How well do you listen to others?
It's hard to listen when you're constantly living life in the fast lane! Today's leaders face the incredible challenge of juggling work's most important demands while engaging their people. It's no surprise that when the pressure hits, the investment in people wanes. However, leaders of all backgrounds must understand the cruciality of this point - one of the greatest ways people feel valued is when people feel heard.
"We always have the opportunity when listening to others to either go into shallow space or go deep." - Robert Blythe
Every leader has the opportunity to listen to others in a greater capacity.
In this week's action article, I want to introduce a few simple principles that can be easily and quickly implemented into your context. These principles will help you to engage and value your people in a greater capacity. You will find that leaders who listen are the leaders that last!
Active Listening in the Workplace
1. Direct Your Attention.
Body language is key to communication. Too often, we allow our tasks and anxieties to keep us in a rushed state. To be fair, some workplaces demand a speedy mode of operation. However, leaders must still take the time to have quality dialogue with their people...especially when it's time to listen. Many fail to consider their body language when listening. Is your torso facing the person speaking to you or is it pointed in another direction? Remember that your torso will usually face the direction of your interest. By facing your torso toward the person speaking, you increase the focus and engagement with that individual.
2. Lean In.
This is also about our body language. It's not just enough to face the individual speaking, we must utilize other intentional physical expressions to show that we're engaged and listening. Slightly leaning our head forward or toward the individual speaking demonstrates that we're engaged. In addition, utilizing head nods also communicates that we're tracking with the train of thought. Another great physical expression is to have clasped palms in front of your torso and slightly extended toward the person speaking. This signifies warmth and togetherness. Be sure to try these simple gestures the next time you're listening to a teammate.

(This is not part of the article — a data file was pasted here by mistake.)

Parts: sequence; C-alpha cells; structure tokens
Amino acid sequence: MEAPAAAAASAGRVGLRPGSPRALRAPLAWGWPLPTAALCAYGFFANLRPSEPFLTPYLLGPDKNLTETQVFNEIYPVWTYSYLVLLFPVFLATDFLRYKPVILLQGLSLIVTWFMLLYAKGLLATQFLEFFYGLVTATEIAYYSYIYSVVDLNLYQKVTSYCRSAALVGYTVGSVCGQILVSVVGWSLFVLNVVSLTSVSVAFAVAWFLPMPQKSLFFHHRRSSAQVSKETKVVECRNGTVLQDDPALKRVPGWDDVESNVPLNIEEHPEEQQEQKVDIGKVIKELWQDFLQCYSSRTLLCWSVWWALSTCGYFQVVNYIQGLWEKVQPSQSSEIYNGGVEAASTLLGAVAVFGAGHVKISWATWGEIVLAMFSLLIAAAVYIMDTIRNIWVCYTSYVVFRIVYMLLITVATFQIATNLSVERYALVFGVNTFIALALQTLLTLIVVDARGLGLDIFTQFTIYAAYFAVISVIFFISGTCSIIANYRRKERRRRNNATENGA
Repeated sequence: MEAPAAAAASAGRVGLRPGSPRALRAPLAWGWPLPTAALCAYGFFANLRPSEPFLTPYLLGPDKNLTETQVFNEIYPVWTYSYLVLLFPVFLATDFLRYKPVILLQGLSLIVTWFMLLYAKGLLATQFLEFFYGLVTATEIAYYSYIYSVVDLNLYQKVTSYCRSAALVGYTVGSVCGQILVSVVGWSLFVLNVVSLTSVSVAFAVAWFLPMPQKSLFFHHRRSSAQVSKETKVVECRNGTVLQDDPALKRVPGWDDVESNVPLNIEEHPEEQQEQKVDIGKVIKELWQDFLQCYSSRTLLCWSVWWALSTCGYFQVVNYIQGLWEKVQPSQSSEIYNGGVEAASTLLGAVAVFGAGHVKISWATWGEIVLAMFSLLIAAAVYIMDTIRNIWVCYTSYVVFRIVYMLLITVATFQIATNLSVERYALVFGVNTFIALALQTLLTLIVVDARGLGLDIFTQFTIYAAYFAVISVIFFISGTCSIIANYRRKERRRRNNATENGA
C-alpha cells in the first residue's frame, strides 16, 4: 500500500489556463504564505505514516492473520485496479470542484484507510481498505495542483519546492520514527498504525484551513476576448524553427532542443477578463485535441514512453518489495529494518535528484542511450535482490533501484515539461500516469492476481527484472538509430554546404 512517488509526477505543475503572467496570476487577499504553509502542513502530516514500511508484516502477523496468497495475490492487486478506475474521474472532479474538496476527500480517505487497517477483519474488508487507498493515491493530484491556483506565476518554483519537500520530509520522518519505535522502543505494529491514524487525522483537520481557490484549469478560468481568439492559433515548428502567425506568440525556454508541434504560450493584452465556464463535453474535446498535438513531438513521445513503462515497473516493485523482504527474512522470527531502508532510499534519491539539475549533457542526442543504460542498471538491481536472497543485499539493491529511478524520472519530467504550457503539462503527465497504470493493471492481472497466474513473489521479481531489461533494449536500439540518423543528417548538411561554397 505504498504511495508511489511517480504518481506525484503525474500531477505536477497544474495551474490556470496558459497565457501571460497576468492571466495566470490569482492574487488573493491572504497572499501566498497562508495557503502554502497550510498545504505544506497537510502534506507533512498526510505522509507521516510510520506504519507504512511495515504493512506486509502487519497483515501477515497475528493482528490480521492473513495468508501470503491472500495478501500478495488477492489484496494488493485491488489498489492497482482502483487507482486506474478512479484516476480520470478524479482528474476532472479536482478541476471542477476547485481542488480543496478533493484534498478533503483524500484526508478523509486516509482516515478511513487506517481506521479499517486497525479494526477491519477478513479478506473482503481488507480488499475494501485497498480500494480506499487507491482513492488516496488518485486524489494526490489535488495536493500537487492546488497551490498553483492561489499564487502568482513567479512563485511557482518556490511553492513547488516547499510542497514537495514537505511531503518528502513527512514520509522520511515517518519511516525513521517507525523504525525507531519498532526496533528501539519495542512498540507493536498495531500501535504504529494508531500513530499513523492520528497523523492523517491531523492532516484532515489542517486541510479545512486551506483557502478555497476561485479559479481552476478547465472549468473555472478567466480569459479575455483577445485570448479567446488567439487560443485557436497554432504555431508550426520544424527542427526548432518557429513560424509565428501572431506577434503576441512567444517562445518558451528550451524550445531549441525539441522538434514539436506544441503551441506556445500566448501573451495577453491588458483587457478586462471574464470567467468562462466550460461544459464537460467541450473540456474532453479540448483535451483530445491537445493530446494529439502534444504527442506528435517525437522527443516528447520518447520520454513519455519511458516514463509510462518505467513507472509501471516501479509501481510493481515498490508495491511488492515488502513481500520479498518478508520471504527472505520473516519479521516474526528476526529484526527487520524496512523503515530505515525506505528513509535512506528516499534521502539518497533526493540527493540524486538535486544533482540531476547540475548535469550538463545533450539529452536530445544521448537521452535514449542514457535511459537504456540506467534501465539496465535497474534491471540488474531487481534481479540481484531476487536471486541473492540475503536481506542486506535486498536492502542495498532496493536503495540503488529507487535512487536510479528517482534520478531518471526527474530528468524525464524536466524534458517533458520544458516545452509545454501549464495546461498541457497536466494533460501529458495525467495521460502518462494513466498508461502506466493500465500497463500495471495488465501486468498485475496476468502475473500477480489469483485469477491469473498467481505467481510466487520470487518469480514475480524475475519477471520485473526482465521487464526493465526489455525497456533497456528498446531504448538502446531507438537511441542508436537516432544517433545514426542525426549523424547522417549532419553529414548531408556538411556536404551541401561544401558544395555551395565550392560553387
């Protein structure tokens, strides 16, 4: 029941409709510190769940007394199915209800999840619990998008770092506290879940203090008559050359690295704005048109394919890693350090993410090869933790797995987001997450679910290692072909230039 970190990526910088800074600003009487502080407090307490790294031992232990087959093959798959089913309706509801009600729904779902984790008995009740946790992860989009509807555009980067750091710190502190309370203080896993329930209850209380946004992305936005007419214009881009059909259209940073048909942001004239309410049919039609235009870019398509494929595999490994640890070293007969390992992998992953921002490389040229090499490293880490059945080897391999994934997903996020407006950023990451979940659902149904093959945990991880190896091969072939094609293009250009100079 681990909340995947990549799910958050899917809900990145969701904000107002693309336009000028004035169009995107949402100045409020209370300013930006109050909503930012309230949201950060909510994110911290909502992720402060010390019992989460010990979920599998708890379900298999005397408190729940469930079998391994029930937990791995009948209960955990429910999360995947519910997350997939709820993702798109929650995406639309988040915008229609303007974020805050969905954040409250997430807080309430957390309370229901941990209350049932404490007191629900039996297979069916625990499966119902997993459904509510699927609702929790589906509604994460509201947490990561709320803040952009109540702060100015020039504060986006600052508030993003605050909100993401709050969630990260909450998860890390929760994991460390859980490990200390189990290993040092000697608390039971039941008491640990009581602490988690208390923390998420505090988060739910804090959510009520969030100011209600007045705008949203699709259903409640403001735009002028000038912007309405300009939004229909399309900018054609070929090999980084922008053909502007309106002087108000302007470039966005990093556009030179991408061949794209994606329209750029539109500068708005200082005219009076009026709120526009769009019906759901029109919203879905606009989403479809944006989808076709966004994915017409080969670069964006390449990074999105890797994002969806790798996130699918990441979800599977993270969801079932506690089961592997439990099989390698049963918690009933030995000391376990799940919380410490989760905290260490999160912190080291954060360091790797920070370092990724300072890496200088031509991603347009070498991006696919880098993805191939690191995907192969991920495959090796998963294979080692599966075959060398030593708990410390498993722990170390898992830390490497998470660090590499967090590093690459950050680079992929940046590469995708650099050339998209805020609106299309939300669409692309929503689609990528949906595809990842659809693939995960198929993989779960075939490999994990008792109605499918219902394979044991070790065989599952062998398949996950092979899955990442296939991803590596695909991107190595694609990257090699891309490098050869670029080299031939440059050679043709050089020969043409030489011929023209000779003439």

3. Kill the Noise in Your Head.
It can be almost impossible to truly listen to another person while you're thinking about your next project, to-do item, or even lunch. Have you ever tried speaking with a person who looked like they were stuck in their own head? In these moments, you're speaking to merely a shell of a person. The true individual is locked away in their head of swirling thoughts but not actually present with you. Leaders that learn to cancel or kill the noise in their head in order to be present with others are on the road to masterful communication. This is a difficult endeavor and requires both practice and discipline. However, the more you do it, the easier it will become, and the better you will listen.
4. Give Thoughtful Responses
There are some leaders who merely "Mmmm" and "Uh-huh" or "Oh"...completely out of default. It's a trained response but not a sincere one. These leaders come across as shallow and uninterested. While verbal feedback is essential for active listening, I want to challenge you to consider using different phrases or verbal expressions that will take your listening to the next level.
Affirm and Question
"What I heard you say was _________. Is that right?"
Affirm and Relate
"Wow...that seems ________."
"How does this make you feel?"
Using responses like these are indicators of deeper engagement and listening. They also serve as a catalysts for increased connection with your people.
Join the conversation
Which principle needs the most improvement?
When can you begin to try these new skills?